Do you know if you’re at risk for a “white line violation?” Many people don’t until they’re pulled over.
Take this example from one of our members. Kathy crossed a solid white line that was part of a gore point (the space between a highway and a ramp, usually painted in a long, triangular shape). A trooper gave her the blue lights and told her she’d committed a white-line violation – something she’d never heard of.
Fortunately for Kathy, the officer didn’t cite her because, he said, he saw her take a very careful look over her shoulder before merging.
But it did leave her wondering: When is it OK and not OK to cross a white line? The answer is, “It depends.”
What do white lines mean? When can I cross white lines?
White lines are used when traffic is moving in the same direction to separate lanes or mark the edge of the highway. White markings also are used for crosswalks, stop lines, symbols, and words. Here’s what the most common white lines mean:
- A broken white line separates lanes moving in the same direction. You can cross a broken white line to change lanes when it’s safe to do so.
- A dashed white line looks like a broken white line but with smaller segments. They show a lane that will be ending or changing use. They mark exit-only lanes and transitions from a general-purpose lane to a carpool lane. Again, OK to cross when safe.
- Solid white lines mark both edges of two-way roads and the right edge of one-way roads. They help drivers stay in their lane (drifting over the white line and back into the lane is often a red flag for troopers and fellow motorists that a driver may be distracted or impaired). They’re also there to discourage driving on the shoulder unless signs indicate it’s legal in certain circumstances.
- A solid white line is used between lanes to direct traffic into a specific lane. While crossing it is discouraged, it’s not strictly prohibited and may be done to avoid a hazard. Among places they’re seen: around exits, entrances, HOV lanes, bike lanes, and separating through lanes from turn lanes at intersections.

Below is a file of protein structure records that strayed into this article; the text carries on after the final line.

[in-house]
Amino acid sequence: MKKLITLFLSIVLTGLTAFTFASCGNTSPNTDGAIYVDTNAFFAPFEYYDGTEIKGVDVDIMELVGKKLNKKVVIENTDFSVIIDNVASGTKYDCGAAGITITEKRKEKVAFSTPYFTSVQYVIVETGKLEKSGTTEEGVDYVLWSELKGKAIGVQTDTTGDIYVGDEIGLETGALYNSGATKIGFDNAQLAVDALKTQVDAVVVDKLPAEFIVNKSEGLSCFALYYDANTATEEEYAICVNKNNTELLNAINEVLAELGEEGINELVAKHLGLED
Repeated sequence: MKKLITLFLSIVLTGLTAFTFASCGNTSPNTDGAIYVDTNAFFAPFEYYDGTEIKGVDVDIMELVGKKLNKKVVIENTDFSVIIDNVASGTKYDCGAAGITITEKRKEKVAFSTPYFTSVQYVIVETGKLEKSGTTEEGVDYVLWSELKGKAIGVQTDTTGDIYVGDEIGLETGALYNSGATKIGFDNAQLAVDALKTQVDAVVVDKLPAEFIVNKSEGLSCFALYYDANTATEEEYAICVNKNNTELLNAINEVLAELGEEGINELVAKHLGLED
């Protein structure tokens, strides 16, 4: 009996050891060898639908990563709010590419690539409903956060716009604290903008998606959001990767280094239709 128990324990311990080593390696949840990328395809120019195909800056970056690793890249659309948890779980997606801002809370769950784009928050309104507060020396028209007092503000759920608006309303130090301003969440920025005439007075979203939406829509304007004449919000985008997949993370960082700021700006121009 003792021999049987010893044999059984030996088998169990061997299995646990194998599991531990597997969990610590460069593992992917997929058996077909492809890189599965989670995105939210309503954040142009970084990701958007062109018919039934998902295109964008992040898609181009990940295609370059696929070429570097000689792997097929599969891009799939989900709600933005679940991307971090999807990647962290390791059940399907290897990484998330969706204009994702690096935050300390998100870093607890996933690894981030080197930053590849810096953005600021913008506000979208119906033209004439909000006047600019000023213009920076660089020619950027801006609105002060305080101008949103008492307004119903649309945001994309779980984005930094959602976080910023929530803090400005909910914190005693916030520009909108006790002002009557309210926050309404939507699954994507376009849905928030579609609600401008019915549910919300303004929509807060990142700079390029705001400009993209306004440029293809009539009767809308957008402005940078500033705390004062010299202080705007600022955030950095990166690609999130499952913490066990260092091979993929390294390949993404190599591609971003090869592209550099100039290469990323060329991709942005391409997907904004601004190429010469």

- A double white line prohibits lane changes in virtually all circumstances except to avoid a hazard or collision or to allow an emergency responder to pass. These may be seen at gore points, where they start wide (where Kathy likely ran afoul) and come to a point. Sometimes toll and carpool lanes are separated by a double white line.
- A zigzag white line on the side of the road (rarely seen in the United States) means you can’t park along the shoulder.
Officers have some discretion when it comes to white-line crossing, and whether you get cited for a violation may come down to an officer’s assessment of safe lane travel. If there’s a specific stretch of roadway that you’re wondering about, check with law enforcement in your area.
What else do I need to know about white lines?
Pavement markings need to be consistent state-to-state. They’re covered in the Manual on Uniform Traffic Control Devices (MUTCD), which is the national standard engineers use when designing roads. That’s no light reading, so you’ll probably want to check out these resources, instead:
Washington State Driver Guide, Pavement Markings start in section 3, page 9
Oregon Driver Manual, Pavement Markings start on page 17.
Do you have a Road Rules question? Let us know, and we may be able to share the answer in a future edition of Perspective.
NOTE: While we’re experts in loss prevention and home/auto safety, we don’t consider ourselves experts in traffic laws or their enforcement. Information shared here is for educational purposes only and is not legal advice. If you have legal concerns, we urge you to contact a law enforcement source or attorney in your community.
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